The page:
OUR VIEW: We’re not couch 
potato communities


By Daily News • Last Updated 10:45 pm on Friday, December 02, 2011

A saying goes: If you’re sitting still, then you’re falling behind.

Our communities collectively could sit back and watch things happen. But the world is always changing. We need to not only keep up with that change but find ways to get ahead of it.

Stopping investments for the future and becoming complacent are easy in the difficult economy we’re enduring right now. Coming up with the money now that will pay dividends into the future is definitely more difficult. Coming up with reasons why we shouldn’t be making these investments now is much easier.

Thankfully, our communities are still looking and moving forward. For example:

• Belding Area Schools are in the midst of a $38.8 million project to expand and modernize its buildings. The centerpiece is a bigger and better Belding High School.

The high school was constructed decades ago using different architectural designs and construction processes than are common now. The building’s systems and infrastructure were nearing the end of their useful life.
The project will set up the district for decades of quality learning with the most up-to-date equipment in much more appealing buildings. That’s important for attracting residents to town.

Voters in February 2010 approved extending the district’s 7-mill facilities tax levy by 15 years from 2025 to 2040.

• Greenville Public Schools is working on a $14 million project to improve safety, security and technology in most of its buildings. A new $6.5 million football stadium also is being dug into the ground behind Greenville High School.

Again, the safety, security and technology upgrades are necessary to keep up with the times. Schools don’t need to be prisons, but they shouldn’t be as easy to access as Greenville schools are. Technology is evolving rapidly and the schools need to provide students with an education that prepares them for what graduates encounter in the real world.

Much has been written about the football stadium. Suffice to say, it is the right project at the right time.

Voters will continue paying the district’s 7-mill facilities property tax levy a few years along. Although, that rate will begin falling in a couple years.

• Spectrum Health United Hospital in Greenville is working on a $12 million expansion and renovation to completely remake its Emergency Department and Diagnostic Imaging Center.

Both parts of the project are needed to keep up with a growing number of patients going through the doors each year. The Greenville hospital more and more is becoming a destination serving patients from far outside the city with a wider array of services. Expanded facilities are necessary to support that growth.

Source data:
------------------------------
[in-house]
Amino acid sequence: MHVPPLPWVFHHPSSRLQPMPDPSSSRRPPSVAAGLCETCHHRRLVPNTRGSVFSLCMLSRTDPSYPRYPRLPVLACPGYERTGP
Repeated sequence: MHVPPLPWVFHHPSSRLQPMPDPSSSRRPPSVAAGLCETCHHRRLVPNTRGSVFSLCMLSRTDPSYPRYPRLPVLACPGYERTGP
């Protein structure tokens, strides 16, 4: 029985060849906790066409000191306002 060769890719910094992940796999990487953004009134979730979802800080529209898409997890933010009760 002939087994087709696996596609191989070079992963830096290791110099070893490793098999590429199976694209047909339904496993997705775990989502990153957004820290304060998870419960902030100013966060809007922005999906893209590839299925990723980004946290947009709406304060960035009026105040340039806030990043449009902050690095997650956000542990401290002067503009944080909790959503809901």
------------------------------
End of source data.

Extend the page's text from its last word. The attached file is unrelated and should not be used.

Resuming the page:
The community is being asked to support a $3 million capital campaign to pay for the project.

• This year witnessed the completion of both the 42-mile Fred Meijer Heartland Trail from Greenville to Alma and the 6.5-mile Fred Meijer Flat River Trail encircling Greenville.

Both trails contribute to our quality of life and tourism. Grants and generous donations over the years paid for the Heartland Trail while grants and city capital improvement funds paid for the Flat River Trail.

• Edmore is working on a major project to rehabilitate the former General Bag Corp. factory into a destination and showpiece for the village.
An Amish crew is replacing the roof to make way for a year-round indoor marketplace featuring an array of locally produced Amish goods. A new farmer’s market also is planned in the building. When complete, it will be a major draw for Edmore.

• Stanton is embarking on a multi-million dollar upgrade to its water and sewer systems. Both were woefully behind with maintenance and, as City Manager James Freed tells it, one step away from shutting down completely.

The planned upgrades, which residents will pay for in higher rates, will bring the infrastructure back into long-term viability.

There is an arm-length list of reasons why all of these projects shouldn’t happen right now. They cost a lot… The added cost is too much… Tax and rate increases will be too much… Families are hurting and these higher costs are just adding to their pain… Costs for everything are increasing while wages are stagnant…

All of those are great reasons to sit back and do nothing. However, all of these projects are necessary if we expect our towns to remain viable for generations to come.

If our schools don’t stay current, our children will not be able to compete in the global labor force and our towns will suffer.

If our hospital doesn’t grow and provide the best care available, another one will and siphon patients away.

If we don’t enhance our own quality of life and provide excellent recreational opportunities, people will find towns that do and move there.

If we don’t keep our infrastructure in solid working order, no business will move here. In a worst case scenario, the utilities will shut down and basically make living here hazardous.

Thankfully all of our towns have leadership in place looking at the present and the future — moving us from where we were to where we are and where we ought to be next year and years from now. We’re not sitting still or merely keeping up with the rate of change. We’re staying ahead.

Future generations will thank us.

Editorial opinions are a consensus of The Daily News editorial board.

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